In today's world, there are many different hiring practices. There are full-time workers, part-time workers, contract workers who freelance, contract-to-hire and so on. With contract hiring websites such as Jobble and Upwork, some positions can easily be filled...
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How Company Culture Shapes Employee Motivation
You’ve probably read countless articles and seen numerous presentations highlighting the importance of corporate culture. Unfortunately, most of the news focuses on measuring employee satisfaction.
What’s wrong with employee satisfaction?
Satisfied employees are happy where they are, but they aren’t necessarily engaged and motivated to do more to help the organization excel. Motivated and engaged employees want to push to be better and make the business a better, more fulfilling place to work.
As you consider industry employment trends and your business environment, think about it in terms of engagement. Fostering an engaging company culture is a business strategy that can shape employee motivation and improve your business performance in critical areas.
Culture Shapes Motivation and Engagement
Abraham Maslow’s Hierarchy of Needs gives us insight into what humans require and desire to live a fulfilling life. Work and career play a prominent role in helping people meet each of those basic needs. While the purpose of a business isn’t to help each team member self-actualize, an employer with a company culture that doesn’t help facilitate advancement toward that goal is at risk of losing star performers.
Consider this little bit of math to put the company culture concept in perspective.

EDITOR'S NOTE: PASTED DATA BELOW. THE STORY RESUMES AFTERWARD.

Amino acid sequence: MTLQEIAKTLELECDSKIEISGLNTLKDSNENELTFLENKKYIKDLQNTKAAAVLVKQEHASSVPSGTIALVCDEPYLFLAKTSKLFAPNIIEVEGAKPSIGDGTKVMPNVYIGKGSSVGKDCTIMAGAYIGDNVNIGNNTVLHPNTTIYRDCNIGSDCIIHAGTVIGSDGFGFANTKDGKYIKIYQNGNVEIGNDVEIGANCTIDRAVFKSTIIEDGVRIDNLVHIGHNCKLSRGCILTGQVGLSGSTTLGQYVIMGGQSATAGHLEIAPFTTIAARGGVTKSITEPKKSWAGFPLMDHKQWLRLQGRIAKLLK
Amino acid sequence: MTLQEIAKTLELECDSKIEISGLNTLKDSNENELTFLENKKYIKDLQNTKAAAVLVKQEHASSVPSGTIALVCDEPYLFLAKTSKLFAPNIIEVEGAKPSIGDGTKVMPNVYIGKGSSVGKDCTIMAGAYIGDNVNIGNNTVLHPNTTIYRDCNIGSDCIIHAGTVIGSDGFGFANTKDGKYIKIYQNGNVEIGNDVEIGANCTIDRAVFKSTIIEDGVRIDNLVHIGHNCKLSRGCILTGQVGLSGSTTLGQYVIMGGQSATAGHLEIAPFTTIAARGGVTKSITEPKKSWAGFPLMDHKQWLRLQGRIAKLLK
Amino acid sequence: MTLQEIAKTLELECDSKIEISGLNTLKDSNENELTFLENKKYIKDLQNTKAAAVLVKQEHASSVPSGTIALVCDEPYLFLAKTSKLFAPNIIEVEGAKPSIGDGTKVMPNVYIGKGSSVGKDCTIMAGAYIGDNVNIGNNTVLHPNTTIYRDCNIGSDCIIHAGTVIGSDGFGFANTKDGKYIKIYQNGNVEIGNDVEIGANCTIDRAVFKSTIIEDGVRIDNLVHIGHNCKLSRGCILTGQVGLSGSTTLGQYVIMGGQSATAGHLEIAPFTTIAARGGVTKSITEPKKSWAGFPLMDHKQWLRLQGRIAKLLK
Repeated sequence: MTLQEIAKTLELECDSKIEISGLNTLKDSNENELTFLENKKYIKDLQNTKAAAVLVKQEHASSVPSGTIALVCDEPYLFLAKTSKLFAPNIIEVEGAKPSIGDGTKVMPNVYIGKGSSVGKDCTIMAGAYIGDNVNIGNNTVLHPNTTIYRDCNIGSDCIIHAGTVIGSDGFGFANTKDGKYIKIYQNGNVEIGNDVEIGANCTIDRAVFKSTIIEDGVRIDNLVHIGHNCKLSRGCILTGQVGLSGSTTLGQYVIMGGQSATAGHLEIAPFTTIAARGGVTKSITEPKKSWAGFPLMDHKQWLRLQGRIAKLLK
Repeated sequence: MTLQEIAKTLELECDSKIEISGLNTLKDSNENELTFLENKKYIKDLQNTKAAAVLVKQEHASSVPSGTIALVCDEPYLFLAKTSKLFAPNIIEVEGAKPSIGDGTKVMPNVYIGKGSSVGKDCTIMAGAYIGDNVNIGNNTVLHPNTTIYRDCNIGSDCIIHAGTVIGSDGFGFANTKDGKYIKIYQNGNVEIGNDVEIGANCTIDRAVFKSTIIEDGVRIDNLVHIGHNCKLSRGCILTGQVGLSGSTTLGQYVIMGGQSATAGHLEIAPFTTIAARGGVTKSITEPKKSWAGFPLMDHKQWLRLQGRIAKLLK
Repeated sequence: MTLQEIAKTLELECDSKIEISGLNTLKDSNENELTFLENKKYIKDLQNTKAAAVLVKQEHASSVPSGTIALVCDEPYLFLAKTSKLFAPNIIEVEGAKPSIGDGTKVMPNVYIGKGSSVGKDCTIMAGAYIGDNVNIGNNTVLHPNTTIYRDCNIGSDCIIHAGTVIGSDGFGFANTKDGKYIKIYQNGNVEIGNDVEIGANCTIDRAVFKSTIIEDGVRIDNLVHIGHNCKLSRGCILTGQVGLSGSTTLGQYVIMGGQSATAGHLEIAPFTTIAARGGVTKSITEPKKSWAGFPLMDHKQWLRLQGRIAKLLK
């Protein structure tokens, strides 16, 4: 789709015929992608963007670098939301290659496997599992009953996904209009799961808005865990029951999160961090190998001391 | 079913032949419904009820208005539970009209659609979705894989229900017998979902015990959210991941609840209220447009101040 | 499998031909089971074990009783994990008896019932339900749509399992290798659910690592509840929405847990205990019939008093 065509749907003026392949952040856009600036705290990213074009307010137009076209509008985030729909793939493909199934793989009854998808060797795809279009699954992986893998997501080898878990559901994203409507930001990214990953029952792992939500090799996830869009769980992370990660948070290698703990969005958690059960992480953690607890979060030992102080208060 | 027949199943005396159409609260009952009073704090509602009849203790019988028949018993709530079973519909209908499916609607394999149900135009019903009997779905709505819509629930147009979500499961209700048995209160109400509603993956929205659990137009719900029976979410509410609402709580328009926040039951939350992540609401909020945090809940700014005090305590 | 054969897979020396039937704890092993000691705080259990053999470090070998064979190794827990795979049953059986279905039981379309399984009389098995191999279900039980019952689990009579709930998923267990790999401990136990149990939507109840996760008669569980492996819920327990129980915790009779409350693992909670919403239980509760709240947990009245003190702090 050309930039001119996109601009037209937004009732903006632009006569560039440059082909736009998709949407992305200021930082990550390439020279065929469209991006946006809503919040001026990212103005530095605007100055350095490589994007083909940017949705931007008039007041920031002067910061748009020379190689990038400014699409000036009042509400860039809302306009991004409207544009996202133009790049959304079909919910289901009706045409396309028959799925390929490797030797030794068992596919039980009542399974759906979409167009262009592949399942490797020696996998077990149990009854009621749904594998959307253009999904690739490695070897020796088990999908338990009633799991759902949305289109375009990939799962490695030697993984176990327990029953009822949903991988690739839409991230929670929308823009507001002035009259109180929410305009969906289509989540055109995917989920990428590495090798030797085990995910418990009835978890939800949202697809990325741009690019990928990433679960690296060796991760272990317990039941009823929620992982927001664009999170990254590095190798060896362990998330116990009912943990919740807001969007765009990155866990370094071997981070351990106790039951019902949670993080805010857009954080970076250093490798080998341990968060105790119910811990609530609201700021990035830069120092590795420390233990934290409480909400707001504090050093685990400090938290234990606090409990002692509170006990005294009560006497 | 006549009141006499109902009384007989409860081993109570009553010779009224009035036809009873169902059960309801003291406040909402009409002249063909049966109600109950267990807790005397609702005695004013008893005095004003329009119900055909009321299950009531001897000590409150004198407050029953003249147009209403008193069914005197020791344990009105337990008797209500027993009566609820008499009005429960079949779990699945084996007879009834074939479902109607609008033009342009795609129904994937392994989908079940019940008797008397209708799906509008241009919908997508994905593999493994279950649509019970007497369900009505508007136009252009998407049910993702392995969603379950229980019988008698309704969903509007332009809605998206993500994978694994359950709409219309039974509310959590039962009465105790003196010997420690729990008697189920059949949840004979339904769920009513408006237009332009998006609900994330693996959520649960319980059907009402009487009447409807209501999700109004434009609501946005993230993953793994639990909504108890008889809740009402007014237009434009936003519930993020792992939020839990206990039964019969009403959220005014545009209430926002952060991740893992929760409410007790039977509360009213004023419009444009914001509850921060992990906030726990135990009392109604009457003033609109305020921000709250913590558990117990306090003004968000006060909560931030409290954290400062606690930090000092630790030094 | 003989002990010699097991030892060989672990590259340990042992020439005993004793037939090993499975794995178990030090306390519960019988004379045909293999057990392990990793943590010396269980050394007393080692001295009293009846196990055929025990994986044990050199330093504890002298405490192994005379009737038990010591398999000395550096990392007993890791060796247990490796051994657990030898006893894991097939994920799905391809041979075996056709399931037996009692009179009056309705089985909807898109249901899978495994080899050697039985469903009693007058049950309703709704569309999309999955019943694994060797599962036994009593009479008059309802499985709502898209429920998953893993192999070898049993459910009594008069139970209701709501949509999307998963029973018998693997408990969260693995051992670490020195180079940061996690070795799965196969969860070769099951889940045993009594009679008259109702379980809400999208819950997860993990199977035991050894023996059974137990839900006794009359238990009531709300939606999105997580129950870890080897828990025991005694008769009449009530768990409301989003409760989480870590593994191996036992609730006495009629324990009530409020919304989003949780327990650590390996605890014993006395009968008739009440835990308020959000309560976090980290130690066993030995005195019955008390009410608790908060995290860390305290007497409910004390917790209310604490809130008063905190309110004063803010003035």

There are 8,760 hours in one year. The average U.S. citizen gets 6.8 hours of sleep per night, taking up 28% of those annual hours. That means people who work at least 40 hours per week spend a minimum of 31% of their annual waking hours at work. (This figure excludes the typical two week’s vacation, five paid holidays, and five sick days.)
Who wants to spend over one-third of their waking hours in a ho-hum (or toxic) work environment?
How Well Does Your Culture Meet Needs?
Survival Needs. As long as you’re paying people to work, you’ve answered at least some or all of their survival needs. However, people stuck in survival mode will constantly be searching for something better. “Survival needs” can have different meanings for different types of workers. While high wages don’t necessarily lead to higher retention, fair wages will make a big difference.
Security Needs. People who don’t feel secure will not likely stay with your business for long. To improve people’s sense of security, you need:
- Strong, ethical leadership
- A workplace that doesn’t tolerate hostility, harassment, or bullying
- Transparency about company performance
Belonging Needs. Humans are social creatures, for the most part, and we like to feel as though we belong. Your company culture can address the need to belong by:
- Hiring for cultural fit
- Paying attention to onboarding and training needs
- Encouraging open lines of communication between coworkers, employees, and management
- Embracing diversity initiatives
Importance Needs. People like to feel important and that they have a role to play in their groups. Does your culture highlight and recognize team members to make them feel important? People who perceive a sense of importance also feel engaged in a company’s vision and mission. Include the following types of programs to help build up staffers and their understanding of their importance to the company.
- Recognition programs — formal and informal
- Awards for achievement
- An employee newsletter or intranet where employee success stories are shared
Self-Actualization Needs. Most people strive to be the best version of themselves, and career accomplishments can play into self-actualization. How well doe